University of Maine men’s soccer coach Travers Evans suffered through an 0-17 season this fall with a young, inexperienced and injury-plagued team.
But he said his desire to spend more time with his family was the primary reason he has resigned after seven seasons at the helm. He compiled a 22-80-13 record but the program is one of, if not the most, under-funded in America East.
Maine had 3.5 scholarships this fall – it had 2.5 when Evans started – while most other America East programs either had the full NCAA allotment of 9.9 or were close to that amount.
“It was a hard season, but that wasn’t the tell-all reason for making the decision. I received great support from the administration at Maine. They were very supportive of me coming back. But, at this juncture, there were other opportunities for me and it was time to move on,” said Evans, the 2003 America East coach of the year. “It was something my wife [Johanna] and I have wrestled with for a couple of years.”
The 35-year-old Evans explained that he and his wife put in long hours in their respective jobs and that takes away from their time with their two children, 4-year-old son Riley and 2-year-old daughter Taylor.
His wife works for the engineering firm of Olver Associates in Winterport.
“At some point, we had to make a change. I was offered a job with an insurance and annuities firm in Bangor and I’m going to take it,” said Evans, who was an assistant coach for four years at Maine.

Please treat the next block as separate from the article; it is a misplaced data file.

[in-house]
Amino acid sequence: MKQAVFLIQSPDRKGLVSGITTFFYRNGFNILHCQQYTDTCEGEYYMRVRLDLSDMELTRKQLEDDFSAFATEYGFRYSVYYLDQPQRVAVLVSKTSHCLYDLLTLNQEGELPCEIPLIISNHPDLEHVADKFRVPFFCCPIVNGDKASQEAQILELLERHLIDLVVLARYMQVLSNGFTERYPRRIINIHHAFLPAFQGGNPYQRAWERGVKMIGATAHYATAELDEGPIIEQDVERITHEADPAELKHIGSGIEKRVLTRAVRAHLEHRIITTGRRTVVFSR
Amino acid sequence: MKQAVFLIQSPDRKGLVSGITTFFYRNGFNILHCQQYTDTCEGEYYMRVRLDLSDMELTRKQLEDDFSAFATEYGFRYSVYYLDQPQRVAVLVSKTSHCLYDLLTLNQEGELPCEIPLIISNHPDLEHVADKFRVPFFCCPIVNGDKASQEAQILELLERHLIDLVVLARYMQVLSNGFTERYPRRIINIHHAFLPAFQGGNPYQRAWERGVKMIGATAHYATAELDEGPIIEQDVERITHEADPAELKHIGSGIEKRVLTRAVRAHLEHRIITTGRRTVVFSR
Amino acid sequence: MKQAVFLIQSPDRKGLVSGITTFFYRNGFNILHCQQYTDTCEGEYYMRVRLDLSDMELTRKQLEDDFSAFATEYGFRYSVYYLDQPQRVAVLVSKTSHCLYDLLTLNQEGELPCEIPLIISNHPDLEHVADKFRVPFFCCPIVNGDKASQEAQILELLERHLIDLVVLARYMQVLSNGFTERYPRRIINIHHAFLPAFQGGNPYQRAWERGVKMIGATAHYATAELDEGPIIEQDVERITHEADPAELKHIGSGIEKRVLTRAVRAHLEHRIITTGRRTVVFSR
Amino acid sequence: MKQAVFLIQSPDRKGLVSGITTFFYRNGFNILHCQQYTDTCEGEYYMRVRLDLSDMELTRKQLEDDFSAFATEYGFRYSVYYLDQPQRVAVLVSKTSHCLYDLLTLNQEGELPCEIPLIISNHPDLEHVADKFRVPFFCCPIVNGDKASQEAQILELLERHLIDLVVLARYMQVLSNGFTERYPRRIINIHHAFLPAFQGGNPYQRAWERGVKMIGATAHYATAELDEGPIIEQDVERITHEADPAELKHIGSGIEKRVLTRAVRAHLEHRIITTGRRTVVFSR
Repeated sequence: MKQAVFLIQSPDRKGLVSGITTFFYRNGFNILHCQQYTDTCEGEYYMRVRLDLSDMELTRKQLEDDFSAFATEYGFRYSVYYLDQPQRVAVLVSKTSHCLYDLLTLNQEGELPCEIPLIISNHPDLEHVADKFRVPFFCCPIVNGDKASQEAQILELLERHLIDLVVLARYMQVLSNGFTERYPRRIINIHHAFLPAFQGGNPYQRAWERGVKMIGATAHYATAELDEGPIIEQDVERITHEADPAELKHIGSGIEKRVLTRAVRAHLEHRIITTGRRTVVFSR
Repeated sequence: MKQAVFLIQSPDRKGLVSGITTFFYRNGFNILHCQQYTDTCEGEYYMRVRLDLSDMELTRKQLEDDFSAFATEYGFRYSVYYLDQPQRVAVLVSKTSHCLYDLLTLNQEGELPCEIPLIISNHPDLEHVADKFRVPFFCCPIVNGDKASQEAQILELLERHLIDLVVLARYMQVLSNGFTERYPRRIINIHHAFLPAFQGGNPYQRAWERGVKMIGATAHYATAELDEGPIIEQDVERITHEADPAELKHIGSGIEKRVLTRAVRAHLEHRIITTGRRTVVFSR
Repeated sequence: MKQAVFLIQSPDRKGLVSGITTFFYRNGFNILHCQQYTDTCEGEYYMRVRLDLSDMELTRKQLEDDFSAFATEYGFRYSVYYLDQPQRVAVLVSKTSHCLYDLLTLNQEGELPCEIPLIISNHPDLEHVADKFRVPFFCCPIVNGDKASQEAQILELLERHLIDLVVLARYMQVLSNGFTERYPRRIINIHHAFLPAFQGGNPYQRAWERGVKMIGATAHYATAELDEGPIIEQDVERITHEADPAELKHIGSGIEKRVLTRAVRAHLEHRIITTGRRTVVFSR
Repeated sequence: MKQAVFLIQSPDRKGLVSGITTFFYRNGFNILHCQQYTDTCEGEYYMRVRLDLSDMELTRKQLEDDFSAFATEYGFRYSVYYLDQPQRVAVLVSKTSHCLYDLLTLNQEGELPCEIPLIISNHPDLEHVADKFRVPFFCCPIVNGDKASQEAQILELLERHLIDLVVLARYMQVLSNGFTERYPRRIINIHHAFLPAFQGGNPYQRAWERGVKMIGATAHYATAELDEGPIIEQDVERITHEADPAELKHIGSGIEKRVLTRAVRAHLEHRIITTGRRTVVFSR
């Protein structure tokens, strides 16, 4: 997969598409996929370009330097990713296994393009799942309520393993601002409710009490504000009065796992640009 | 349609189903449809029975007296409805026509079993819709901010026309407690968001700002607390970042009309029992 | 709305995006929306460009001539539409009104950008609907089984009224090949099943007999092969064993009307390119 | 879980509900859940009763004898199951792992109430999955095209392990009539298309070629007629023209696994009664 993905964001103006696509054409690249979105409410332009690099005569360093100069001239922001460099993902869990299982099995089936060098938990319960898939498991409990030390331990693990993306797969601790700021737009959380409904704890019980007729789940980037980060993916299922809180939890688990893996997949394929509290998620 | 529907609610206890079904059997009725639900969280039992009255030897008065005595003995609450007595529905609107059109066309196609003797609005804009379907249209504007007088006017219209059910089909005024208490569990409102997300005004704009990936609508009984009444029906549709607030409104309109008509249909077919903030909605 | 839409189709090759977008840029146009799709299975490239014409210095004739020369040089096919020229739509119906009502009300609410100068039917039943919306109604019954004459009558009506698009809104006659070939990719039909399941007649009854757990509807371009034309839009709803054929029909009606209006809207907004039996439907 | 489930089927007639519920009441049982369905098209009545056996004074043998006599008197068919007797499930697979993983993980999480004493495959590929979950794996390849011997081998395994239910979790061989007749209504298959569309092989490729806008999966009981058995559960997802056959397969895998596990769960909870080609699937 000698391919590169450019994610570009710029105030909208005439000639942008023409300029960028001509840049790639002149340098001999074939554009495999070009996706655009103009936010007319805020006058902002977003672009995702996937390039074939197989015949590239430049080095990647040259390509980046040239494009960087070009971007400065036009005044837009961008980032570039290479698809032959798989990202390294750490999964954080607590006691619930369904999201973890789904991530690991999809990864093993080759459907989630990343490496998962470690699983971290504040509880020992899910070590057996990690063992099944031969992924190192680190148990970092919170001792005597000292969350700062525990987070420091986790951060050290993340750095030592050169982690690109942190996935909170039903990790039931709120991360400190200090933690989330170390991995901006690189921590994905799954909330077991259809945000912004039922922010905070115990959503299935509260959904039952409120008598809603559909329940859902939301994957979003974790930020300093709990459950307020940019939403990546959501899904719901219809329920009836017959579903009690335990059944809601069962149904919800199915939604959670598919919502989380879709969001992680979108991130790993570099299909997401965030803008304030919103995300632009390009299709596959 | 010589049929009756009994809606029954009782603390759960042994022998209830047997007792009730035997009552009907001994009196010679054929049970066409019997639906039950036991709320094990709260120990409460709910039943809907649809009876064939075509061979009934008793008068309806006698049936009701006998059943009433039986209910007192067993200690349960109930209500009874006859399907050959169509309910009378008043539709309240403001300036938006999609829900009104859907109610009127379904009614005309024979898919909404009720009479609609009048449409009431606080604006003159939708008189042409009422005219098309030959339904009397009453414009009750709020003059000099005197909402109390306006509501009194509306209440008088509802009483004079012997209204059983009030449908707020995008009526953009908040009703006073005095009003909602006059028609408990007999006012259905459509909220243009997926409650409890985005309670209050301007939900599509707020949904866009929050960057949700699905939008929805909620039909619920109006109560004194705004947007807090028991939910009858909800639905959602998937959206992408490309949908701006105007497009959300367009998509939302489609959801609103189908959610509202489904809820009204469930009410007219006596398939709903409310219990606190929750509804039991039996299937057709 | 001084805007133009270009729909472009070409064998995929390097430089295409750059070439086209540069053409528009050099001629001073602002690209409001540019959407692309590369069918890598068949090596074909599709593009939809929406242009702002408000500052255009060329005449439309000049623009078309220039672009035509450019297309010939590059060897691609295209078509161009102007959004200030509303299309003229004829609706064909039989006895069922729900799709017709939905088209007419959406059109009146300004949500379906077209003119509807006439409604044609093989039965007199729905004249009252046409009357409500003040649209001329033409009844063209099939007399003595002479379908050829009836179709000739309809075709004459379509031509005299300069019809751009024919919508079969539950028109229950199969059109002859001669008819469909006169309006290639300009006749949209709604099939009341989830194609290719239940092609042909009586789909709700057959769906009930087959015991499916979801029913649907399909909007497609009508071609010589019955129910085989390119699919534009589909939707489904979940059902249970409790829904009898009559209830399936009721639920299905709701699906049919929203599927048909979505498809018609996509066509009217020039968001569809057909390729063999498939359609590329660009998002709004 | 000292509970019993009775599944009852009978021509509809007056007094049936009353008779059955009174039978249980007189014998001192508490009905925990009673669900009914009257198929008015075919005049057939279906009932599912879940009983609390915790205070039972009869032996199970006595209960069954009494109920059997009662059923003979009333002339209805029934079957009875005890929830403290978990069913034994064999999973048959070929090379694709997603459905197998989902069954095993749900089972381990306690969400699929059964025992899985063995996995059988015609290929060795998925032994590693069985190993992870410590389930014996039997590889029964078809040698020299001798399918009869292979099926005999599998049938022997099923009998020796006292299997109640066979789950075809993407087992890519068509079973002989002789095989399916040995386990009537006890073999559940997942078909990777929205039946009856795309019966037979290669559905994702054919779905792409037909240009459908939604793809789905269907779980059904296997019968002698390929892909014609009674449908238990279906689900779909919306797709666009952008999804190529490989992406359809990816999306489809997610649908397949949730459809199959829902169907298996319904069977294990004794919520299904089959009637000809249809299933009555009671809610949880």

Maine athletic director Blake James said Evans, “did a great job. He was a great asset to our athletic program. He will be missed.”
Evans said there were “a lot of obstacles to overcome but I feel good about my tenure. We saved the program after [the school] looked at eliminating it. In 2003, we made the America East tournament for the first time in 10 years.”
He said he was honored to work with “so many great student-athletes. The most satisfying thing was we put a lot of great people out into the world and a lot of them are very successful.”
Evans will continue as president of the Blackbear United soccer club for youngsters in the area ages 5-18. He and M.J. Ball founded the club five years ago. He is also a coach.
“We’ve improved the level of play in the area and that’s something we’re very proud of,” said Evans.
The Maine job is an attractive one, according to Evans, who noted that America East has mandated that the scholarships must expand to 5.75 next year, 6.5 in 2008, and 7.5 in 2009.
“The new coach will have an opportunity to make a real impact,” said Evans.